Warnings (highlight to view): nothing to warn for
A short ficlet for yunitsa.
“City smells like dog shit,” Ray said, wrinkling his nose at the morning air.
Fraser opened his mouth, then closed it. The truth was that he had noticed the smell, as he did every spring after the thaw, but he sensed that agreement wasn't what Ray needed right now.
He'd been thinking far too much lately about what Ray might need. Most of his theories, he imagined, were products of his own fancy.
“Frase. Frase. Earth to Fraser.”
“Yes, Ray, I'm here. I haven't left the car.”
“Geez, you might as well have. Half of the time lately it's like you left your brain someplace. With Turnbull, maybe; could explain why he's been reading that Shakespeare lately.”
“I believe it's Donne, actually –”
“Yeah, poetical English dead guy, I was close.” Ray pulled up at the Consulate and glanced at his watch. “So, crappy stakeout's over, we got the whole weekend in front of us, want to clock out and get some breakfast or something?”
“Certainly, Ray.” Fraser took a deep breath, some madness pushing him on. “Or we could –”
“Ray, do you trust me?” Fraser blurted, and dear Lord, what was he doing?
“What kinda question is that? Course I trust you.”
“Then I'd like to show you something.”
Ray gazed at him for a long moment, his expression unreadable. “Okay. Lead on, MacBeth.”
“Okay, Fraser, when you said 'I'd like to show you something,' I wasn't exactly expecting – trees.”
“Not just any trees, Ray,” Fraser said, surveying the forest stretching around them with satisfaction.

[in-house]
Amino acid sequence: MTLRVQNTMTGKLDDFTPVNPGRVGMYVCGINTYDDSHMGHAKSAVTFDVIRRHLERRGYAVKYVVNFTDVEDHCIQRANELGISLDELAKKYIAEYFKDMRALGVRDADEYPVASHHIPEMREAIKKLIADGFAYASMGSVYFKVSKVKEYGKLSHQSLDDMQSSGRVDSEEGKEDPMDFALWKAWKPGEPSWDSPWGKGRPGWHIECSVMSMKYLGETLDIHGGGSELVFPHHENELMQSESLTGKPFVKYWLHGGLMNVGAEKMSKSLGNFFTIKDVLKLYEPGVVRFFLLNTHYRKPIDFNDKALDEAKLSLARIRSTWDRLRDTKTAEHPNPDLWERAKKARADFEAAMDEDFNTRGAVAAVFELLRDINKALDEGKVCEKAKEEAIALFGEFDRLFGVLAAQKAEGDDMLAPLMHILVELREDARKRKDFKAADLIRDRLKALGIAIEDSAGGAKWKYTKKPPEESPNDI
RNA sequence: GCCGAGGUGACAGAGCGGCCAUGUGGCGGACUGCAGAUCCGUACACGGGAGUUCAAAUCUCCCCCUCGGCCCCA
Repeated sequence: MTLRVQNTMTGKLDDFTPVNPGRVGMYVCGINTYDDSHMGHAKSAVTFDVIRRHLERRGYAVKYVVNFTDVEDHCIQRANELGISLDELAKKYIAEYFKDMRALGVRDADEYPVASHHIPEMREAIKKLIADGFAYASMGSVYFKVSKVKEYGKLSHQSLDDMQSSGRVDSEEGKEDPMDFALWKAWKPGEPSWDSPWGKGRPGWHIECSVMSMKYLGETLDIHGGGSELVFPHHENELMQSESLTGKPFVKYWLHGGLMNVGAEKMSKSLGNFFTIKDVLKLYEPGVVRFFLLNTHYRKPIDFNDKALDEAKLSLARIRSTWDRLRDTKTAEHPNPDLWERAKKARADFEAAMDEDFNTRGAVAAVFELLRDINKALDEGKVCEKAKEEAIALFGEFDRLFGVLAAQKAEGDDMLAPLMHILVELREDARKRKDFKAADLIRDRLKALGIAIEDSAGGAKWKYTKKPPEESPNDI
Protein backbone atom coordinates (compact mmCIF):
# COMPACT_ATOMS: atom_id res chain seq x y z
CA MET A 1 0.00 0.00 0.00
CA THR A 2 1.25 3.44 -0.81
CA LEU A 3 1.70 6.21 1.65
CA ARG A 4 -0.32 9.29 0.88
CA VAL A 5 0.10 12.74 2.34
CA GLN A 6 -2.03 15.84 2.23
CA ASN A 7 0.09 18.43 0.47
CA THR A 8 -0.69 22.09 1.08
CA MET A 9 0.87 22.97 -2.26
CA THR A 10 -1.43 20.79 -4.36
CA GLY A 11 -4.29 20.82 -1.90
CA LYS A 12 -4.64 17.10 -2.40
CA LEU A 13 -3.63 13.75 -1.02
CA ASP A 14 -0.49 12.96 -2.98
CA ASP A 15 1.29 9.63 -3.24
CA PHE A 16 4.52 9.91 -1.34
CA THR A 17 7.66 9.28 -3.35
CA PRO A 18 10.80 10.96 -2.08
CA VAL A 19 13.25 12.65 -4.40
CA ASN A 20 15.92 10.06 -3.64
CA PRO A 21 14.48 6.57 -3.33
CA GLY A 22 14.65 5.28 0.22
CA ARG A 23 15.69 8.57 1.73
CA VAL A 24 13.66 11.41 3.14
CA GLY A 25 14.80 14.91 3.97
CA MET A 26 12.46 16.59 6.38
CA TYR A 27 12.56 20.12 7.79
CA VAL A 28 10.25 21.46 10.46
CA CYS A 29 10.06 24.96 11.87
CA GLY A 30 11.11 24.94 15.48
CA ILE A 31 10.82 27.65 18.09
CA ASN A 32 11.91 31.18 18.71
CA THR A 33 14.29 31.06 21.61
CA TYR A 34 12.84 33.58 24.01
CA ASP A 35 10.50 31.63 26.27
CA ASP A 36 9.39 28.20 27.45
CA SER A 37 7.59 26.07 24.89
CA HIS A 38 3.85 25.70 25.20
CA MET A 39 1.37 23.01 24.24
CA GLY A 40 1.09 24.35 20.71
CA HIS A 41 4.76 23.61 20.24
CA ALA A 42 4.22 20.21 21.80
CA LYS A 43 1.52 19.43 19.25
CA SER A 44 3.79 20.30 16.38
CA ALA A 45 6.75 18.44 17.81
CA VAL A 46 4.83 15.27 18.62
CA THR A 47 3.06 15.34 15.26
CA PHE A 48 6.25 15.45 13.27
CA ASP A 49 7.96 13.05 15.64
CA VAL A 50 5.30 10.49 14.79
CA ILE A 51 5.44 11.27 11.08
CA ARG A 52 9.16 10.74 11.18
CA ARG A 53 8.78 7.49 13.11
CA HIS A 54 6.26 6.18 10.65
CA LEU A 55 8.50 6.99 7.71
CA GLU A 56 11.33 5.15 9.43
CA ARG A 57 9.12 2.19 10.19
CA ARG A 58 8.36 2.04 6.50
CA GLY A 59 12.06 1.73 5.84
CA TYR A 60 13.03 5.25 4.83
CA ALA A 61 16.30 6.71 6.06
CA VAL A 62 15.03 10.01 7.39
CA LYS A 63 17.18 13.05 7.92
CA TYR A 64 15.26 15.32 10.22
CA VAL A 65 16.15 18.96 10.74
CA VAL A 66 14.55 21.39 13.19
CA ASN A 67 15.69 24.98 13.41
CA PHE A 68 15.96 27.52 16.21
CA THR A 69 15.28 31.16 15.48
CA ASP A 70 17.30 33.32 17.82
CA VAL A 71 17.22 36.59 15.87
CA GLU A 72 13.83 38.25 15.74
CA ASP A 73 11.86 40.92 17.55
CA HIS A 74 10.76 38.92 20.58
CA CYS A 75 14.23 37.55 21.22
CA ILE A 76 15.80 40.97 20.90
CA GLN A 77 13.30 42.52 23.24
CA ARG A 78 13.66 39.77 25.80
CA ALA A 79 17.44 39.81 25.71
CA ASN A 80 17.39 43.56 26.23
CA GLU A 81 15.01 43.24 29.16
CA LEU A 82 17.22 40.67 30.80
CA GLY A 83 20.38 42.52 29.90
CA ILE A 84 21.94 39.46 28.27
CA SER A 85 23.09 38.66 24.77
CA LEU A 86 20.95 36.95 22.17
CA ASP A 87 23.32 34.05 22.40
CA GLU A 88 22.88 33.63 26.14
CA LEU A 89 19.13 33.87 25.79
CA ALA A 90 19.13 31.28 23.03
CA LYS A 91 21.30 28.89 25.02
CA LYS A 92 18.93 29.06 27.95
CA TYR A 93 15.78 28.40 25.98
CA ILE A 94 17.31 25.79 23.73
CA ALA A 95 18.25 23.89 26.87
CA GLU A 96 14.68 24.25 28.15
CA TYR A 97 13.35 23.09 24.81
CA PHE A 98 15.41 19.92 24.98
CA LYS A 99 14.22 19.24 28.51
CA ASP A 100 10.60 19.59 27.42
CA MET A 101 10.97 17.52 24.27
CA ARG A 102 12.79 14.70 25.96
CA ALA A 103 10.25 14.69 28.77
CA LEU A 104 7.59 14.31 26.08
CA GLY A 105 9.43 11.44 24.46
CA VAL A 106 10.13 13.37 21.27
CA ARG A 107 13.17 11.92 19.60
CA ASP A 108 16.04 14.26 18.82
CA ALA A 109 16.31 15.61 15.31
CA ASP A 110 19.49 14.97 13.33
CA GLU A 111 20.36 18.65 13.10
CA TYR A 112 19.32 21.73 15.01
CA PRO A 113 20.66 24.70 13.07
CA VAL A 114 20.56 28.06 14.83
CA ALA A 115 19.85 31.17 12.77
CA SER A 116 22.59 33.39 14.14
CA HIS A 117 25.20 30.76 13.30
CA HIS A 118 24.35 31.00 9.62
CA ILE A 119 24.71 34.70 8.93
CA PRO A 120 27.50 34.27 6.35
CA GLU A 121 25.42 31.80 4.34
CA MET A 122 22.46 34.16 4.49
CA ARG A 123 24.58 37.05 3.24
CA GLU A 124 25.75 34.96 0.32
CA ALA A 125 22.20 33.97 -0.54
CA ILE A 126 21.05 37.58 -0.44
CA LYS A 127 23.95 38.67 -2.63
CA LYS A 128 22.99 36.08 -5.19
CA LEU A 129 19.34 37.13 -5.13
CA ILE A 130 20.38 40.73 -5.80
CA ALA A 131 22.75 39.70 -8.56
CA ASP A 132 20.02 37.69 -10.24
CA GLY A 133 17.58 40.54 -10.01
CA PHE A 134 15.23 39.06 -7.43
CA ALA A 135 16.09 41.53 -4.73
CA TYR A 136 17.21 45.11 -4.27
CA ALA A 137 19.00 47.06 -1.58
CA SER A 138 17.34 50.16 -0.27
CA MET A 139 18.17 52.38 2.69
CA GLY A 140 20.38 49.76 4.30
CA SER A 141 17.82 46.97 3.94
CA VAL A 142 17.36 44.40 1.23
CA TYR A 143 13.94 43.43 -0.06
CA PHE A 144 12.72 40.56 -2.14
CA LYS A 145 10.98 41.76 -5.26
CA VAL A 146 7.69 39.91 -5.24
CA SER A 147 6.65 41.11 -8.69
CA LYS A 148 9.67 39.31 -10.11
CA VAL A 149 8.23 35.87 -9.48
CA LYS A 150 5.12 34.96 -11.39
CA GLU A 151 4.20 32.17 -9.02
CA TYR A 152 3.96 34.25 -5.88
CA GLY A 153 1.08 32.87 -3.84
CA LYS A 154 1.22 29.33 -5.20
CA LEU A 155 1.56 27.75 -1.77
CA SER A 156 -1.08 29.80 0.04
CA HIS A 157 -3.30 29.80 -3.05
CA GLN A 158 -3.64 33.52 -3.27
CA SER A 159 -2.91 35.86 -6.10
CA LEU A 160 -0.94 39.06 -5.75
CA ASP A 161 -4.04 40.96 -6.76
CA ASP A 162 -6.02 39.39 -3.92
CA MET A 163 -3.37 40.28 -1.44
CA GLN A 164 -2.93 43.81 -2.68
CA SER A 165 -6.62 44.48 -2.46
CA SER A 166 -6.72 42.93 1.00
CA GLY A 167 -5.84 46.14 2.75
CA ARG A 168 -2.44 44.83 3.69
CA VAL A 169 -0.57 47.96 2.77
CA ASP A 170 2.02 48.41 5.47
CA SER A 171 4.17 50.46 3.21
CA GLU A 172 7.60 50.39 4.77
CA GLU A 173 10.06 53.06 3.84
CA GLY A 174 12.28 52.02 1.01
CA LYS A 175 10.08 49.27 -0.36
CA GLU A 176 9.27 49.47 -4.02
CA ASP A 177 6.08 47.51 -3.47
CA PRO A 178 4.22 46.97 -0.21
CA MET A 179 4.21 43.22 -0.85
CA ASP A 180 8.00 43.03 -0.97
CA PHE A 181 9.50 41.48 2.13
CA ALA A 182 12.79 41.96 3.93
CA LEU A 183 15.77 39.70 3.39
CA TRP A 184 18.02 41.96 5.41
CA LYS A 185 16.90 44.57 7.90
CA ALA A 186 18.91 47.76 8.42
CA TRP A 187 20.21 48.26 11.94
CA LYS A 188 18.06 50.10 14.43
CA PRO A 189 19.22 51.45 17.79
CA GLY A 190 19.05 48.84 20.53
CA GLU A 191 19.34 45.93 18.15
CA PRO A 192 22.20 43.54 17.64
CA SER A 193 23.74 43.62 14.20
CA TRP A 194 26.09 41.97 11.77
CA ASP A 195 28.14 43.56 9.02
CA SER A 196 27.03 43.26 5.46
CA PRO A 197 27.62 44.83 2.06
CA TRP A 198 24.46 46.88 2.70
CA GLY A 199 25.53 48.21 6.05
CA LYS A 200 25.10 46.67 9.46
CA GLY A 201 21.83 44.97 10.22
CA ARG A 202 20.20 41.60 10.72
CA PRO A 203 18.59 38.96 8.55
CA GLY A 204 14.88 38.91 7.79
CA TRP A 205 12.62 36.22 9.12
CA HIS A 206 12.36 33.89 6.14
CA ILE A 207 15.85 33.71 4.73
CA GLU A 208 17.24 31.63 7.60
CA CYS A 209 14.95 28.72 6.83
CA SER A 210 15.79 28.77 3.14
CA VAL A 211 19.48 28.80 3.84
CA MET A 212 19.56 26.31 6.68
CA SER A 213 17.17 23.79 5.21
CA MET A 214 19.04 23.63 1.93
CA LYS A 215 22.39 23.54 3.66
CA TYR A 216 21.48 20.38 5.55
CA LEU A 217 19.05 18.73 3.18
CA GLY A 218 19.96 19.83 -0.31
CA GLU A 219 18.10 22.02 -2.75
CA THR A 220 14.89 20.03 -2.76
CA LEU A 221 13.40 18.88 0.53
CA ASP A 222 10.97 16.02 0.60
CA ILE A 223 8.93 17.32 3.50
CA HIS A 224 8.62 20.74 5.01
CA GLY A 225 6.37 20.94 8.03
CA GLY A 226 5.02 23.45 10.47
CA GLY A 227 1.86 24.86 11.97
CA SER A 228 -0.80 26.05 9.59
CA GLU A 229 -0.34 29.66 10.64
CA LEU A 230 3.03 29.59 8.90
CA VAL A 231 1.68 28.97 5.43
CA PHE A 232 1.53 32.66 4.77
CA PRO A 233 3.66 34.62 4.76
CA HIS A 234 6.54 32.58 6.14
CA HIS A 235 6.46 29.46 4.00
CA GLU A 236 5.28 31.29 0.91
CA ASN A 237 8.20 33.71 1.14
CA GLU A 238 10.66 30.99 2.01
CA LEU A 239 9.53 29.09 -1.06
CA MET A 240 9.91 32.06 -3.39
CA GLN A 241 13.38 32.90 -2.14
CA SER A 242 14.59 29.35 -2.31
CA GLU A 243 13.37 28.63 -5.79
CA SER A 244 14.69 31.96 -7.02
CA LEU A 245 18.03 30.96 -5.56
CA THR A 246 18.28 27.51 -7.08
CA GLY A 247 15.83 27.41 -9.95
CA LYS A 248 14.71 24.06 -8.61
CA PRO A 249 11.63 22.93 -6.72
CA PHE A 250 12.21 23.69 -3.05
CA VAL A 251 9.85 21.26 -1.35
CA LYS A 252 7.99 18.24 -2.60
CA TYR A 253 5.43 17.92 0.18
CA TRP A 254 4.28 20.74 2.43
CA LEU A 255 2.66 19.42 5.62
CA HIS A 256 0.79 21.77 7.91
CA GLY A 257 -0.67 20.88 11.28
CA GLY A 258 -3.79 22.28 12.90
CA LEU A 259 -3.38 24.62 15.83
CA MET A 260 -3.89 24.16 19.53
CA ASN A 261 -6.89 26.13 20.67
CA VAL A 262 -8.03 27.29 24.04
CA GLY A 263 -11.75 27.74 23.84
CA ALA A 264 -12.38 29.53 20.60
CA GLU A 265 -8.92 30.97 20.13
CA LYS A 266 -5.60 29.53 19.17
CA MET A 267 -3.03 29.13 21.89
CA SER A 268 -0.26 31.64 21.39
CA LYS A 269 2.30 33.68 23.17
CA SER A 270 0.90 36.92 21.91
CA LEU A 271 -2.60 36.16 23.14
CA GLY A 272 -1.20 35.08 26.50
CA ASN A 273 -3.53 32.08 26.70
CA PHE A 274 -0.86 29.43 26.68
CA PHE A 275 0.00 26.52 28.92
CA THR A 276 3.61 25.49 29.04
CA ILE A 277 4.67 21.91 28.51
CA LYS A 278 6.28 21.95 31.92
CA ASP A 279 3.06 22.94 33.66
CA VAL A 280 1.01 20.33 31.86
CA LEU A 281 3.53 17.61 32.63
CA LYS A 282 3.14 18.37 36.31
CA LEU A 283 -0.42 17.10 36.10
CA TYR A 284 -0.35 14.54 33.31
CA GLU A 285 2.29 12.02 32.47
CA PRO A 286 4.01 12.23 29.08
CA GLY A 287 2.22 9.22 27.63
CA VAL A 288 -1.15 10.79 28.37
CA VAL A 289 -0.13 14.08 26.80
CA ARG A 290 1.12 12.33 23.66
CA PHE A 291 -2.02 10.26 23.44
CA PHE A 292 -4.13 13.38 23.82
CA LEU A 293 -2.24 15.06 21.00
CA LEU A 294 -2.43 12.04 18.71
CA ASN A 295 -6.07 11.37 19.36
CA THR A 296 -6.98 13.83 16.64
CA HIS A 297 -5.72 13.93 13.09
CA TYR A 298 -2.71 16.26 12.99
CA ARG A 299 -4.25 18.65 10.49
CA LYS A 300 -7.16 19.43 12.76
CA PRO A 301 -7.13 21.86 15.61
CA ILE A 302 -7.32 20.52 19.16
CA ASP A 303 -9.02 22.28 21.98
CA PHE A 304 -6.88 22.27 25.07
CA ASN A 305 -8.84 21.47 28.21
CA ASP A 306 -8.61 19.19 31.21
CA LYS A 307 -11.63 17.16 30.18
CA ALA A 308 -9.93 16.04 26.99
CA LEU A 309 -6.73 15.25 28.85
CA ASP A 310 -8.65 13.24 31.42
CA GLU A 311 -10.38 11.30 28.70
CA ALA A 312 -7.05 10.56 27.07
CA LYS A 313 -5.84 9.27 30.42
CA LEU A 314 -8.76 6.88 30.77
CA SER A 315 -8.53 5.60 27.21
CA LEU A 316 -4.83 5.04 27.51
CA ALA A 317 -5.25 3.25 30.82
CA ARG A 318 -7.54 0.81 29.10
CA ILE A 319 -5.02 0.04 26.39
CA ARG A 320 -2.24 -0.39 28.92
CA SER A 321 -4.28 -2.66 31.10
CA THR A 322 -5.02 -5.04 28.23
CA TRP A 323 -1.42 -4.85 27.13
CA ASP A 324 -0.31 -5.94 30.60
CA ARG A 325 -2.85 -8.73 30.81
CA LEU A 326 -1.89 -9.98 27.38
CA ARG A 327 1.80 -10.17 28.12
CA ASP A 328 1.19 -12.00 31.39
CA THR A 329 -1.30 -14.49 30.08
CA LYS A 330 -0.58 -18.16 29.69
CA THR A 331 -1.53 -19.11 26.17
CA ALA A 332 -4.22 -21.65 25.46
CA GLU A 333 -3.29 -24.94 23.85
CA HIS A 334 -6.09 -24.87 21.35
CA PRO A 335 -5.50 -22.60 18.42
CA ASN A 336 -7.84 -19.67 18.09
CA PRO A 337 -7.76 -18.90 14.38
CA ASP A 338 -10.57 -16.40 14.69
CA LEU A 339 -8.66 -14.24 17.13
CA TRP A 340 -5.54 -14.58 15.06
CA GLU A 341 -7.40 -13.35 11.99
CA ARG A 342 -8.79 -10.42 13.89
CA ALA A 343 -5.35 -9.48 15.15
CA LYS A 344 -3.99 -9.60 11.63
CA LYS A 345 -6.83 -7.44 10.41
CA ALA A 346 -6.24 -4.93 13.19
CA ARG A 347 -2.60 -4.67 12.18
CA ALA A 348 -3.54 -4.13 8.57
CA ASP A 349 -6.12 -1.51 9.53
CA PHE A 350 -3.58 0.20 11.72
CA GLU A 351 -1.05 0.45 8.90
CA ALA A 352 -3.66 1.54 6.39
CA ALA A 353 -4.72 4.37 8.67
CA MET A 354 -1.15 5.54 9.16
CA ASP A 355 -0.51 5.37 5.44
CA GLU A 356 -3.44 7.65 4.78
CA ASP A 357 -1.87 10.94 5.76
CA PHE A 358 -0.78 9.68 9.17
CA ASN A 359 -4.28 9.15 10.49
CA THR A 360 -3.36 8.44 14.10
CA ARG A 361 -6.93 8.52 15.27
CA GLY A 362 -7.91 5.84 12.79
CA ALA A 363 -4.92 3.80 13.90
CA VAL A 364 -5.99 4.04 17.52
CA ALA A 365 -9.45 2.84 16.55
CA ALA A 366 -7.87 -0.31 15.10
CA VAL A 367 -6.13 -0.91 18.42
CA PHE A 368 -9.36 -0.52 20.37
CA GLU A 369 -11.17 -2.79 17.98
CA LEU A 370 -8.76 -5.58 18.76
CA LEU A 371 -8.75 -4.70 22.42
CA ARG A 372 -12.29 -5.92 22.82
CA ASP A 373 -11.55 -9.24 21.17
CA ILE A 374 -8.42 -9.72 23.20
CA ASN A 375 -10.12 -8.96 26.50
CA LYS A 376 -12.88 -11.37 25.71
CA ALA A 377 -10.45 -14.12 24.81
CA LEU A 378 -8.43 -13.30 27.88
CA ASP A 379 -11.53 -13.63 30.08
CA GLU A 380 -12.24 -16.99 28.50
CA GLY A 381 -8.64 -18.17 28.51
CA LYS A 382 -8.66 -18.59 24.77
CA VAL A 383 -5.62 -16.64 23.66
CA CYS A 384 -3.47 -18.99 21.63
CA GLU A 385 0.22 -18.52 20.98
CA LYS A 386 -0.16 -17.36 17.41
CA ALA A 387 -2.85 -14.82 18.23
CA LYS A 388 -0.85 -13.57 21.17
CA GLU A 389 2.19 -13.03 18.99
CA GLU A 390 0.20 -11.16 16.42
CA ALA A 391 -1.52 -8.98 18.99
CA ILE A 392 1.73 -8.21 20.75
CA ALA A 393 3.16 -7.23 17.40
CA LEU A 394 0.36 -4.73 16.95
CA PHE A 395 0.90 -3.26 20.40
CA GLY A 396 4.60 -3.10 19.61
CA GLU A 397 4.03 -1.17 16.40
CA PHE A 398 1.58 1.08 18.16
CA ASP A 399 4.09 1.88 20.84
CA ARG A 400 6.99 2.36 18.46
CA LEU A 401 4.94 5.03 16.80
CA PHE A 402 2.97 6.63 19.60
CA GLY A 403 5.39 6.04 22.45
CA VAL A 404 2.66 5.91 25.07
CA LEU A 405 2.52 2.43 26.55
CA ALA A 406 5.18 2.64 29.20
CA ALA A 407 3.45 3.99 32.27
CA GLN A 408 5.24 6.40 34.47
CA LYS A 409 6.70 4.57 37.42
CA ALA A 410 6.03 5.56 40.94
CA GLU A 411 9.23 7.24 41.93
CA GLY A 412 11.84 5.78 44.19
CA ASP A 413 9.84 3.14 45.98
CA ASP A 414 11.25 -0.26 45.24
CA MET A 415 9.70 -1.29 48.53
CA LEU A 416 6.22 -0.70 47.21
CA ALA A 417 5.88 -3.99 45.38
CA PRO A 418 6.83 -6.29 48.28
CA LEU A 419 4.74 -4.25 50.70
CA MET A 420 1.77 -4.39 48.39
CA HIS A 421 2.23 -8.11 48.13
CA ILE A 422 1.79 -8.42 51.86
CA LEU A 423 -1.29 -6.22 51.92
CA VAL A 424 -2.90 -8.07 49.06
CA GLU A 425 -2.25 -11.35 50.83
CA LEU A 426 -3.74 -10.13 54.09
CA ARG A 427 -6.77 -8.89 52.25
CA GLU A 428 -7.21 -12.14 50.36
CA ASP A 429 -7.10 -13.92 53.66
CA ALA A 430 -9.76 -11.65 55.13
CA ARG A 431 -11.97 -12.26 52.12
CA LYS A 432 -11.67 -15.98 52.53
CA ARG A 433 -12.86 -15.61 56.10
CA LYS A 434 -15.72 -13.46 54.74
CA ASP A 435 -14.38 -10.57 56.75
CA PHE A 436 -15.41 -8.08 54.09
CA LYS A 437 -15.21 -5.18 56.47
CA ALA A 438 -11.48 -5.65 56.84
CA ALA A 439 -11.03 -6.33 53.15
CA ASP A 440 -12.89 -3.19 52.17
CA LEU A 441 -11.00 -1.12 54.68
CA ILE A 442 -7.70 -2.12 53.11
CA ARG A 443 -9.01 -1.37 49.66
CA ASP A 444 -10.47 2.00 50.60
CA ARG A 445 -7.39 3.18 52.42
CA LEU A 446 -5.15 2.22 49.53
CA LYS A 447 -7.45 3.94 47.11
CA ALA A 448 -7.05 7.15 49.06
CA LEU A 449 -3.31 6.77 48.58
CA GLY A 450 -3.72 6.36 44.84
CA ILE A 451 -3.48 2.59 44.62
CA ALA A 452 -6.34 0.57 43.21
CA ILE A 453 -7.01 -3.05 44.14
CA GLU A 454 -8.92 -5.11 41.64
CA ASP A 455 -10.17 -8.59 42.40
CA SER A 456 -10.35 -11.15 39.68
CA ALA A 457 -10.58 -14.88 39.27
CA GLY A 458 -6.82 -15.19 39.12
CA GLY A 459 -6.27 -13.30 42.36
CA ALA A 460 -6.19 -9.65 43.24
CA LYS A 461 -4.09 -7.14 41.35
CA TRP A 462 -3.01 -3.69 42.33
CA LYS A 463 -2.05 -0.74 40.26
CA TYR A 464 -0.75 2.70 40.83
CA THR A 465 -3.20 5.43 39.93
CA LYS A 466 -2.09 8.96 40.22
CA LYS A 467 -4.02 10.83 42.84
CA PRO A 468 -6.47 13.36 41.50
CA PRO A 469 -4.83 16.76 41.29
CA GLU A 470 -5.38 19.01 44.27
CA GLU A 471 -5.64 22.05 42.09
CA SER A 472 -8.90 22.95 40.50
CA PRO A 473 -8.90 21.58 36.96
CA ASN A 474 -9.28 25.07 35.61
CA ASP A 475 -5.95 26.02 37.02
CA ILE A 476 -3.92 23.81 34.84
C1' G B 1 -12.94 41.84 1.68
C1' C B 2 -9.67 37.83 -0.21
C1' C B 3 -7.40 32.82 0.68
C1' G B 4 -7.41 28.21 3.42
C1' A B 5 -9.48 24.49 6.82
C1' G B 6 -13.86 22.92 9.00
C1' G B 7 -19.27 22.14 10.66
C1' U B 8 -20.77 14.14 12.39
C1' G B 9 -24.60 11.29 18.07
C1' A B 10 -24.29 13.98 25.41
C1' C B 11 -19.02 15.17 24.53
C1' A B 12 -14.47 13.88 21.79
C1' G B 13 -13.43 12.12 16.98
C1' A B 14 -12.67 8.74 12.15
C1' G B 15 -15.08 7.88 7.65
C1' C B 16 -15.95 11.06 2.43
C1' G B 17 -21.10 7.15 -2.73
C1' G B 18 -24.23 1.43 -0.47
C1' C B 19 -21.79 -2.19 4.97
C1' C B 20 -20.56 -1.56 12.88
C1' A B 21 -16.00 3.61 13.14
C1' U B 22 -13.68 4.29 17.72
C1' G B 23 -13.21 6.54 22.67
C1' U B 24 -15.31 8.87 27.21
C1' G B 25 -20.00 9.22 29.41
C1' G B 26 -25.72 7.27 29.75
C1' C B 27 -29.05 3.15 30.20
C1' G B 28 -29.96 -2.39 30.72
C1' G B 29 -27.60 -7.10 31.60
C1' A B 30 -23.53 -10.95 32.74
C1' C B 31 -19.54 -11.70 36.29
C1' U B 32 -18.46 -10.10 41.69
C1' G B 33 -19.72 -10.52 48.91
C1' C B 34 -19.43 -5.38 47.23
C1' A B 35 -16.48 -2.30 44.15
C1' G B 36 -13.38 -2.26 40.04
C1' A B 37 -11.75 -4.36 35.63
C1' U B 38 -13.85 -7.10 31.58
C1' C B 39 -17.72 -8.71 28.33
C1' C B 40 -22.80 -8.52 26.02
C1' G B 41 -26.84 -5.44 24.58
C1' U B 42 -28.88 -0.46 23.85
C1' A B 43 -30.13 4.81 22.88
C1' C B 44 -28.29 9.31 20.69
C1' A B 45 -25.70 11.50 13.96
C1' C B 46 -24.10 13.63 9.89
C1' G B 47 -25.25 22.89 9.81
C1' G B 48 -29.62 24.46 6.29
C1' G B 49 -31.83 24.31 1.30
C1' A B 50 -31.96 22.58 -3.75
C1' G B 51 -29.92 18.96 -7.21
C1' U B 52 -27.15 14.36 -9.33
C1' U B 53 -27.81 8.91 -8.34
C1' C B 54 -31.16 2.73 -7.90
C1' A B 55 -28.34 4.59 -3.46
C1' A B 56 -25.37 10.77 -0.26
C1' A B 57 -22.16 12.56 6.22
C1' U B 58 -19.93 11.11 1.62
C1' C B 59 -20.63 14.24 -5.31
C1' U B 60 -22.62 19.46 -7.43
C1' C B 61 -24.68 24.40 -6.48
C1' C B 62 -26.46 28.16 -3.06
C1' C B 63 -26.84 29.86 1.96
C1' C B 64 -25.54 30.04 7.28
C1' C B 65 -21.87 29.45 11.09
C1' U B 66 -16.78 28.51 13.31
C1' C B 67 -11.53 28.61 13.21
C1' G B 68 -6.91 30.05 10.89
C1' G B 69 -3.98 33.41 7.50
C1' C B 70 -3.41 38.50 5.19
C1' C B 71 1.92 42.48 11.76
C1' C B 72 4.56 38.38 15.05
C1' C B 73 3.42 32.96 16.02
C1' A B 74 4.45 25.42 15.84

“Yeah, uh, right, not any trees. Trees with tubes stickin' out of 'em.”
Slightly daunted by Ray's continued bad humour, Fraser took refuge in instruction. “They're sugar maples, Ray. Every year the cycle of freezing and thawing at the beginning of spring causes the sap to run, and from this, man derives the bounty of maple syrup.”
“And the sap all runs out of these tubes?”
Fraser pointed. “All the way down the hill to the sugar shack, yes. Of course, it has to be boiled extensively in order to concentrate it. It takes forty gallons of sap to make one gallon of maple syrup.”
“Huh,” Ray said. “I thought that was a Canadian thing. Didn't know we had any sap places in Illinois.”
“Well, the province of Quebec does produce over eighty percent of the world's supply. However, farms such as these provide amply for the local –”
“Fraser, Fraser, it's okay, I get it,” Ray said. “You can nix the lecture.” He took a deep breath of the crisp air and let it out slowly, and Fraser watched as some of the tension disappeared from his muscles. “No dog shit here. S'nice.”
“Yes,” Fraser said, because it was the only coherent thought he could form here, in the middle of the sugar bush, with the life blood of a thousand trees singing around them and Ray's face looking so utterly beautiful in the warm spring sun.
“Hey, all this nature is making me hungry,” Ray said. “Anyplace you can get a flapjack around here to put some of this syrup on?”
It took Fraser a couple of attempts to find his voice. “I believe there's a restaurant just down the road,” he managed.
“Well, now you're talkin',” Ray said, clapping Fraser on the back. As he walked, Fraser continued to feel the imprint of that touch long after Ray's hand had left him.
“This is the mother road, you know,” Ray said around a mouthful of pancakes in the nearby diner they'd found. “Route 66.”